My record for accurately predicting the future remains abysmal, as I was confident that Congress would not work out the “fiscal cliff” and the accompanying “Taxmageddon” by year’s end (for the record I thought a deal was forthcoming, but expected our lawmakers to play “chicken” a little while longer).
How does the “fiscal cliff” deal impact your estate and estate plan(ning)? Not much as it turns out. Basically – with some small but important caveats – Congress simply made permanent the system that has been in effect for the past two years.
So, instead of the estate tax exemption amount reverting to $1,000,000 per person, the exemption amount remains at $5,000,000 per person (actually $5.12 million in 2012 adjusted for inflation). And instead of the estate tax rate increasing to 55% for most estates, the only thing Congress actually changed is the gift- and estate-tax rate, which increased to a top rate of 40% from a maximum of 35%.
Of potentially greater significance, Congress has made permanent the portability of the unused portion of a spouse’s exclusion. “Portability” is the ability of a widow or widower to add any unused exclusion of the spouse who died most recently to their own. This enables a married couple to transfer up to $10.24 million tax-free ($5.12 million for each spouse).
A caveat – the unused portion of the deceased spouse’s exclusion does not transfer automatically to the surviving spouse. The unused exclusion must be transferred to the surviving spouse by the Executor of the estate of the deceased spouse. In order for this to happen, the deceased spouse’s estate MUST file an estate tax return, even if no tax is due. The estate tax return must be filed nine (9) months after death (this deadline can be extended by six (6) months). If a return is not filed or not-timely filed, the surviving spouse loses the right to portability. It’s a good idea for all surviving spouses to file an estate tax return regardless of their wealth because the value of their estate may increase in the future.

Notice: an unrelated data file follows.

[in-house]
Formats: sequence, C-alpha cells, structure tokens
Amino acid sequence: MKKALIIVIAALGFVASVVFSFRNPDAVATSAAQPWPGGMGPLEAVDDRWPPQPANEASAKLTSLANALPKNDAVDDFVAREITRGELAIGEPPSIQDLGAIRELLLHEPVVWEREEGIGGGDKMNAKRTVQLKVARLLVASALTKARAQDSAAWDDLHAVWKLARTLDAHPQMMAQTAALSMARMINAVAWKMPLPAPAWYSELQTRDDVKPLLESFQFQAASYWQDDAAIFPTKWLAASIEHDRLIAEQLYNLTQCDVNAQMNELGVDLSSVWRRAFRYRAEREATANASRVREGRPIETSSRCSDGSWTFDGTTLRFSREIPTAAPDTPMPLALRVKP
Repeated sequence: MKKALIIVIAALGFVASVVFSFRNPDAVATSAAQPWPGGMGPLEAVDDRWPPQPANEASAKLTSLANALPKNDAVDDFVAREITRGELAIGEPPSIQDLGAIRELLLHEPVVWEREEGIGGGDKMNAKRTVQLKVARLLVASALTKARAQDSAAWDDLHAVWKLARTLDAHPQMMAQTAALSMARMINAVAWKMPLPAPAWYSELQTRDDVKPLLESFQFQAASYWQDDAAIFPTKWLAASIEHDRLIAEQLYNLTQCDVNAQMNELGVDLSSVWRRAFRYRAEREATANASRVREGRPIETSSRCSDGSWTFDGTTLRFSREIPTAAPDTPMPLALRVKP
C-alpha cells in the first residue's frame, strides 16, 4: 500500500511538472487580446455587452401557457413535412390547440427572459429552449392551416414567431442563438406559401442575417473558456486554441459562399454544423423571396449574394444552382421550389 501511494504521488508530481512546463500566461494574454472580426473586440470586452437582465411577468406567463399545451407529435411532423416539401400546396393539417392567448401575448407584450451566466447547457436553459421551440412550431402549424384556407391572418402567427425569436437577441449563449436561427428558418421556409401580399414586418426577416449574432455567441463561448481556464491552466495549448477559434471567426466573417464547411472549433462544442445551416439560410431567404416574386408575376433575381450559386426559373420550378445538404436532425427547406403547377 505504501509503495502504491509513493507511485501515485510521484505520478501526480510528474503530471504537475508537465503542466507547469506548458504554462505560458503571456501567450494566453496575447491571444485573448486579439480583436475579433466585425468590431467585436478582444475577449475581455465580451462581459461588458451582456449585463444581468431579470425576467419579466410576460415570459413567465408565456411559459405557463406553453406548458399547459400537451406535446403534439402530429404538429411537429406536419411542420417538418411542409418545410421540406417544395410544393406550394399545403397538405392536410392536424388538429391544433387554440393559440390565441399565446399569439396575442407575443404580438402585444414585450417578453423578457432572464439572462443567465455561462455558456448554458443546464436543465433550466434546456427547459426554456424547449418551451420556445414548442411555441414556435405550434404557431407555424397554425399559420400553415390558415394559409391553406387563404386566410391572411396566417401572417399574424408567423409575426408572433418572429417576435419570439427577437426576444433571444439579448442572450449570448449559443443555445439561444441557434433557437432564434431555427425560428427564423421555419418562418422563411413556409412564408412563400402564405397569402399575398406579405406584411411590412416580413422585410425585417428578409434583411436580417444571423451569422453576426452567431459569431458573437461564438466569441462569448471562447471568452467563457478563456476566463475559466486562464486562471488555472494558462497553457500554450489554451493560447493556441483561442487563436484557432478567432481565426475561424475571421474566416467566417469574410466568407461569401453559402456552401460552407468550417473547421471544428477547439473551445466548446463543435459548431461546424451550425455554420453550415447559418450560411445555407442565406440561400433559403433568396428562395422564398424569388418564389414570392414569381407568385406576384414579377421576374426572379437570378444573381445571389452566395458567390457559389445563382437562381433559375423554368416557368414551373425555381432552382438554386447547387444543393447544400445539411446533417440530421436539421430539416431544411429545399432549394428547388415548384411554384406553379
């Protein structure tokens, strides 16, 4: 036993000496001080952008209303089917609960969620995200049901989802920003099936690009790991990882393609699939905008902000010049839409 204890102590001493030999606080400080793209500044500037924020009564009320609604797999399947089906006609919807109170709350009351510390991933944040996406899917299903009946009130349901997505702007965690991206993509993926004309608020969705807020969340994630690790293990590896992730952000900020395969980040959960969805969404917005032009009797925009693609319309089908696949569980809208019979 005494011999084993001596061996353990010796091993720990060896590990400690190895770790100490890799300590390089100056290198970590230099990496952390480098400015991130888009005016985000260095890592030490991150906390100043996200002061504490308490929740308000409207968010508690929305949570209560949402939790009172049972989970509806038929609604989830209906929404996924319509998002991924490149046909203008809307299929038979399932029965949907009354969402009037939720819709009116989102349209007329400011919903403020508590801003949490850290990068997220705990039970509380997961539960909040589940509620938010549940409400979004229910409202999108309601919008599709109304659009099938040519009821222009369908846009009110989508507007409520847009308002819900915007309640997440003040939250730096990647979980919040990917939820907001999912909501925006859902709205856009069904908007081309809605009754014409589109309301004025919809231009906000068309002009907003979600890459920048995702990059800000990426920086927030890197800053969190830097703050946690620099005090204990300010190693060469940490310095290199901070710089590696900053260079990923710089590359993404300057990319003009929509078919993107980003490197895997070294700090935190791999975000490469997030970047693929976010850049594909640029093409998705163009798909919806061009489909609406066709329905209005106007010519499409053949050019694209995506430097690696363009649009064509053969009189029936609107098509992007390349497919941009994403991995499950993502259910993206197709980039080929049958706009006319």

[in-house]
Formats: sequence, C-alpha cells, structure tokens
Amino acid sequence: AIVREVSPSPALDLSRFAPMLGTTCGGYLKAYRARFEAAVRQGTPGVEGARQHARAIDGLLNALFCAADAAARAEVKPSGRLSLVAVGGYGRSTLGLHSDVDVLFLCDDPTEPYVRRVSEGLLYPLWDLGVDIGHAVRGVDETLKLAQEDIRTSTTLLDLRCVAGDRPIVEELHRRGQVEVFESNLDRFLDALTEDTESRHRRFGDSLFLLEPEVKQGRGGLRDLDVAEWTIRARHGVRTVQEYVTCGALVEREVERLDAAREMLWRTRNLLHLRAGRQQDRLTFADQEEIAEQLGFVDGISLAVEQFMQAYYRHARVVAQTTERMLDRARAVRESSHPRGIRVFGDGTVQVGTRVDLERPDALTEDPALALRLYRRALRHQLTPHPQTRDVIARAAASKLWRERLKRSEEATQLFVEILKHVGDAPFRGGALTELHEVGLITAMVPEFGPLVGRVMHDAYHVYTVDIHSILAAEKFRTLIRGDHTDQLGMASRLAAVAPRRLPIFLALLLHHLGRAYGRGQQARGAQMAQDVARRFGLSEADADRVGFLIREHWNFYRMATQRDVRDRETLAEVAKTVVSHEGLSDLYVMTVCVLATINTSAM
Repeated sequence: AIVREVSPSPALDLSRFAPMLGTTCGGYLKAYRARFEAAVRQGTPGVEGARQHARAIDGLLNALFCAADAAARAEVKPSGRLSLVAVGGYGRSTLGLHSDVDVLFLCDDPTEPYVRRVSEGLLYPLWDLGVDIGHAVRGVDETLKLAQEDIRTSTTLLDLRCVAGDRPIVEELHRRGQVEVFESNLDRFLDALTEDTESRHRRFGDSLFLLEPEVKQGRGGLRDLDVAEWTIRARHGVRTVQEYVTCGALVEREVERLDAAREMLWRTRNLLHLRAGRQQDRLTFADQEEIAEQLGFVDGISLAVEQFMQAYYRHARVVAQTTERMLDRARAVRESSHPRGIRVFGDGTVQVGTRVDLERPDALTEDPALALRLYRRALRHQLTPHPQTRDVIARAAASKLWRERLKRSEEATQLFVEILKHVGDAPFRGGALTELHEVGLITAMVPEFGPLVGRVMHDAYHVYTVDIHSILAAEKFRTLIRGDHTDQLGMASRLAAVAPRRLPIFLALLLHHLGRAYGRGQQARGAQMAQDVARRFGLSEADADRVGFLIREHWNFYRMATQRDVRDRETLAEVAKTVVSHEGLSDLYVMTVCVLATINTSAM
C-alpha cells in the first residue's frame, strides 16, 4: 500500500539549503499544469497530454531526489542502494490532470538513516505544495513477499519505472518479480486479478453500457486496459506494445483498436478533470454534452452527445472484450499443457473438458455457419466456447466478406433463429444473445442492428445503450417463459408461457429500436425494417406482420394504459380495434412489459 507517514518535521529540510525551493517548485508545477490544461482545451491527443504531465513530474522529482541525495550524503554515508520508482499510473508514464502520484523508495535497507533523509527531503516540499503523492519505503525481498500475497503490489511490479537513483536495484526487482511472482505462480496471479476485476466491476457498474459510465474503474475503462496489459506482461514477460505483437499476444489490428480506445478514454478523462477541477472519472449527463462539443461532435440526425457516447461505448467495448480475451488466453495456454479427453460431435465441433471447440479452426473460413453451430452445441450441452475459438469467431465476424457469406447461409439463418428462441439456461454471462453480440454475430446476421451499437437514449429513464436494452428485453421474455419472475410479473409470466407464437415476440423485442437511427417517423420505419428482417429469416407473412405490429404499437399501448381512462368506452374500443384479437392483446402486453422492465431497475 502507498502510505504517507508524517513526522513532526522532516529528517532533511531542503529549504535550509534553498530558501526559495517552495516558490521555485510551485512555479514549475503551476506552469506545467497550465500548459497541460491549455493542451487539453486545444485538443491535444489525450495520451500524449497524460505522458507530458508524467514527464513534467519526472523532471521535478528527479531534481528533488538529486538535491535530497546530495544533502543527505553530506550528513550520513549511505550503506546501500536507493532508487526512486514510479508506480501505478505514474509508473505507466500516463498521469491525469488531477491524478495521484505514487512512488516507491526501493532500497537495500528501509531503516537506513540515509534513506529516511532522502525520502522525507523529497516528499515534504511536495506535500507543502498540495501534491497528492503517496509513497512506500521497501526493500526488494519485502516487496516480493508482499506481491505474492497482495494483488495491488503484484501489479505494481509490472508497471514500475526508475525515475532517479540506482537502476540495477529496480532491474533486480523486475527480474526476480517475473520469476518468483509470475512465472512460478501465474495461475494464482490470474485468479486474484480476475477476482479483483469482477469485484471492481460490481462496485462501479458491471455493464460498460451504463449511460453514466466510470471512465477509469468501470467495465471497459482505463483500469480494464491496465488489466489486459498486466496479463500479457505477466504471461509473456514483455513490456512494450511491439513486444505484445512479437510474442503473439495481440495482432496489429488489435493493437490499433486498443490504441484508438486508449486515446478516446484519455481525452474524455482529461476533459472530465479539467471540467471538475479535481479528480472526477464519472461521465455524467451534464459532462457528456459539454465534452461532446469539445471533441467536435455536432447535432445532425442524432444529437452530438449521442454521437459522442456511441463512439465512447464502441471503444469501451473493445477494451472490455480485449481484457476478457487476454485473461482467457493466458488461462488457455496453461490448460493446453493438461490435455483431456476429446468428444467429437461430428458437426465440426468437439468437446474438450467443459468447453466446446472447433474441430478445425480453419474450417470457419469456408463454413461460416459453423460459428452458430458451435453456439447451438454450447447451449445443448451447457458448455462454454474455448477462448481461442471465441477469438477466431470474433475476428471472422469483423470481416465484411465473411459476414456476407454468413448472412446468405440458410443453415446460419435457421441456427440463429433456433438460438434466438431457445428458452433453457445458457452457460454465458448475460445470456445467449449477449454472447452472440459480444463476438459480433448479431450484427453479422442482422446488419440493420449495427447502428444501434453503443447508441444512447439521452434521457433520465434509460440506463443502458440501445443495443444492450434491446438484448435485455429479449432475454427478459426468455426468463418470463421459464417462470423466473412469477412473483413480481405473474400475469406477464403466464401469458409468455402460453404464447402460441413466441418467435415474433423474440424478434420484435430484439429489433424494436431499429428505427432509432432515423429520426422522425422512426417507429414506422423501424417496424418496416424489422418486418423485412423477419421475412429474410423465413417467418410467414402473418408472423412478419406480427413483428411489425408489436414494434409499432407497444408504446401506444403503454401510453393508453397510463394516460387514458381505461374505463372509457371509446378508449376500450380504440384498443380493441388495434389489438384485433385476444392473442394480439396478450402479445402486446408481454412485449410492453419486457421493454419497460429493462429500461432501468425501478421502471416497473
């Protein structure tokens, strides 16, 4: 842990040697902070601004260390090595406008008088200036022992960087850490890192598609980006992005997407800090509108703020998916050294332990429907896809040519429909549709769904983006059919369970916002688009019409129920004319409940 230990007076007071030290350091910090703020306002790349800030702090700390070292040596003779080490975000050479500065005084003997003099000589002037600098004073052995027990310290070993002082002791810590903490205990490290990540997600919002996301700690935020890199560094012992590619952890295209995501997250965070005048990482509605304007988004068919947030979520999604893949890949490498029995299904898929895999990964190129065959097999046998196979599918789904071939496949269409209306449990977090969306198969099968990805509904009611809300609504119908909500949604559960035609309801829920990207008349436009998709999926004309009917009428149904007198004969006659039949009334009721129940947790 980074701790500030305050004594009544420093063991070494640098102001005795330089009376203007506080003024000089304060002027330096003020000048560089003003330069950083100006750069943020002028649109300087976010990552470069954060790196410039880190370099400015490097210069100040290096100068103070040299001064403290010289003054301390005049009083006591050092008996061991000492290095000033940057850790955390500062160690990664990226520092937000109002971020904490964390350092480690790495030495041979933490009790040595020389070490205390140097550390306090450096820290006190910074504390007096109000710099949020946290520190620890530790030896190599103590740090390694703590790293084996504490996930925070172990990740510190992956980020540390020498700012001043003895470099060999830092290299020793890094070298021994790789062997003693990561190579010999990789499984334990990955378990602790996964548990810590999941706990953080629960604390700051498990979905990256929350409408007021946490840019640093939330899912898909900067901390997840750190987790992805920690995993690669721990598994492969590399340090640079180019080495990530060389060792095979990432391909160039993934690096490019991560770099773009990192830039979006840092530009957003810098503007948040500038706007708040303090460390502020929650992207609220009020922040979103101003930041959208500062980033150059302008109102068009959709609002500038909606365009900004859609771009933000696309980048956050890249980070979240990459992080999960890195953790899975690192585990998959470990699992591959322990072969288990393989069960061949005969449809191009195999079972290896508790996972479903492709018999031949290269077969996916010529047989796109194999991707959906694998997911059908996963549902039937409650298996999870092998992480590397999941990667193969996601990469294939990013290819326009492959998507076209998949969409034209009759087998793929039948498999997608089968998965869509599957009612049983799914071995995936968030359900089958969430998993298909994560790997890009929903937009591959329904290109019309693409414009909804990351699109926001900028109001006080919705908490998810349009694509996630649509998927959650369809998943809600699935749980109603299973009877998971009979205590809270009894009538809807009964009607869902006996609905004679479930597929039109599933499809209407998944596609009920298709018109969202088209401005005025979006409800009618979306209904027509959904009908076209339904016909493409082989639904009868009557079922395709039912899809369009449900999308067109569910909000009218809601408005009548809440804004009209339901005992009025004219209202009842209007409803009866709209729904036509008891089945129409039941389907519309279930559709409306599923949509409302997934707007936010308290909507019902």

From my perspective as an Estate Planner, the “fiscal cliff” turned out to be a net positive, for the following reasons. First, Congress did relatively little harm (by increasing the top tax rate) and made permanent some important benefits available to married couples (portability). Second, the threat of significant changes in the basic estate and gift tax exclusion caused many people to think about their estates and estate plans (or lack thereof). Nearly 2.5 million Americans die each year, and many have not created even a basic estate plan necessary to protect their loved ones. The New Year is the perfect time to talk to an experienced estate planning attorney about your goals and how to achieve them.